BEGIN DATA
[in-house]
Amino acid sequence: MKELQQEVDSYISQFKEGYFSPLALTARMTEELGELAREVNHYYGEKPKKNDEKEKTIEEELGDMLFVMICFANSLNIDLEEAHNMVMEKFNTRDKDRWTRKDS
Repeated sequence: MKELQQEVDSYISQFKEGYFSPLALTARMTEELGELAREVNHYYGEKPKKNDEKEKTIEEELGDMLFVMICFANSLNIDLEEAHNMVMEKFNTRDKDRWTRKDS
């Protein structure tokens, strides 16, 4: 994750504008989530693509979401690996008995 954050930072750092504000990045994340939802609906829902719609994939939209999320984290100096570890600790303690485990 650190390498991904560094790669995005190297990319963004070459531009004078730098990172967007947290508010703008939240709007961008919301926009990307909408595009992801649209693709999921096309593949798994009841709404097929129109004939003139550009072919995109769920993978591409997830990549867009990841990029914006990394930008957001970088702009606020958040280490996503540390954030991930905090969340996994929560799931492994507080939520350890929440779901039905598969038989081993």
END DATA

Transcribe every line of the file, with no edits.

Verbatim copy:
[in-house]
Amino acid sequence: MKELQQEVDSYISQFKEGYFSPLALTARMTEELGELAREVNHYYGEKPKKNDEKEKTIEEELGDMLFVMICFANSLNIDLEEAHNMVMEKFNTRDKDRWTRKDS
Repeated sequence: MKELQQEVDSYISQFKEGYFSPLALTARMTEELGELAREVNHYYGEKPKKNDEKEKTIEEELGDMLFVMICFANSLNIDLEEAHNMVMEKFNTRDKDRWTRKDS
């Protein structure tokens, strides 16, 4: 994750504008989530693509979401690996008995 954050930072750092504000990045994340939802609906829902719609994939939209999320984290100096570890600790303690485990 650190390498991904560094790669995005190297990319963004070459531009004078730098990172967007947290508010703008939240709007961008919301926009990307909408595009992801649209693709999921096309593949798994009841709404097929129109004939003139550009072919995109769920993978591409997830990549867009990841990029914006990394930008957001970088702009606020958040280490996503540390954030991930905090969340996994929560799931492994507080939520350890929440779901039905598969038989081993």